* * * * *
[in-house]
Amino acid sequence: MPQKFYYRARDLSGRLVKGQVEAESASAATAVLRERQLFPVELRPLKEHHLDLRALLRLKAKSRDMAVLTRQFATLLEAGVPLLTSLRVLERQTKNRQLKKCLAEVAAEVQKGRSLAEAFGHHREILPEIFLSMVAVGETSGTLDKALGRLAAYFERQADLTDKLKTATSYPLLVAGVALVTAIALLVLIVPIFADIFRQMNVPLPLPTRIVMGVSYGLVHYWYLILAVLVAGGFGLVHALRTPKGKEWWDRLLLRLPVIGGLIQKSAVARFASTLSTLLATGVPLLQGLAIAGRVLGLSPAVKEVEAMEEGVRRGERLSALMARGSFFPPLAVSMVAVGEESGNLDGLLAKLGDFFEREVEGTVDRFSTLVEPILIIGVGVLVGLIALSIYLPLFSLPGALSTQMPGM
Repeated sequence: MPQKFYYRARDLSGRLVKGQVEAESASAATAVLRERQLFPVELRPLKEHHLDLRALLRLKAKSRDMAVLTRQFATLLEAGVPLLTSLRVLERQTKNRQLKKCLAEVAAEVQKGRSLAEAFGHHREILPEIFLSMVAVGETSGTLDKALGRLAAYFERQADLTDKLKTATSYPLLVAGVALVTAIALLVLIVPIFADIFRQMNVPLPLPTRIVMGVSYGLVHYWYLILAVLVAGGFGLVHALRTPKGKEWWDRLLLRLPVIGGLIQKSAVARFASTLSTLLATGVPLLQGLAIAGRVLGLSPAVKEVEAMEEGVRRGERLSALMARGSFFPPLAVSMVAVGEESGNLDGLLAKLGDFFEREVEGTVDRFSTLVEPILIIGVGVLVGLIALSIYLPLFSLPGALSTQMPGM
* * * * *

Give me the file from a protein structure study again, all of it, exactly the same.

[in-house]
Amino acid sequence: MPQKFYYRARDLSGRLVKGQVEAESASAATAVLRERQLFPVELRPLKEHHLDLRALLRLKAKSRDMAVLTRQFATLLEAGVPLLTSLRVLERQTKNRQLKKCLAEVAAEVQKGRSLAEAFGHHREILPEIFLSMVAVGETSGTLDKALGRLAAYFERQADLTDKLKTATSYPLLVAGVALVTAIALLVLIVPIFADIFRQMNVPLPLPTRIVMGVSYGLVHYWYLILAVLVAGGFGLVHALRTPKGKEWWDRLLLRLPVIGGLIQKSAVARFASTLSTLLATGVPLLQGLAIAGRVLGLSPAVKEVEAMEEGVRRGERLSALMARGSFFPPLAVSMVAVGEESGNLDGLLAKLGDFFEREVEGTVDRFSTLVEPILIIGVGVLVGLIALSIYLPLFSLPGALSTQMPGM
Repeated sequence: MPQKFYYRARDLSGRLVKGQVEAESASAATAVLRERQLFPVELRPLKEHHLDLRALLRLKAKSRDMAVLTRQFATLLEAGVPLLTSLRVLERQTKNRQLKKCLAEVAAEVQKGRSLAEAFGHHREILPEIFLSMVAVGETSGTLDKALGRLAAYFERQADLTDKLKTATSYPLLVAGVALVTAIALLVLIVPIFADIFRQMNVPLPLPTRIVMGVSYGLVHYWYLILAVLVAGGFGLVHALRTPKGKEWWDRLLLRLPVIGGLIQKSAVARFASTLSTLLATGVPLLQGLAIAGRVLGLSPAVKEVEAMEEGVRRGERLSALMARGSFFPPLAVSMVAVGEESGNLDGLLAKLGDFFEREVEGTVDRFSTLVEPILIIGVGVLVGLIALSIYLPLFSLPGALSTQMPGM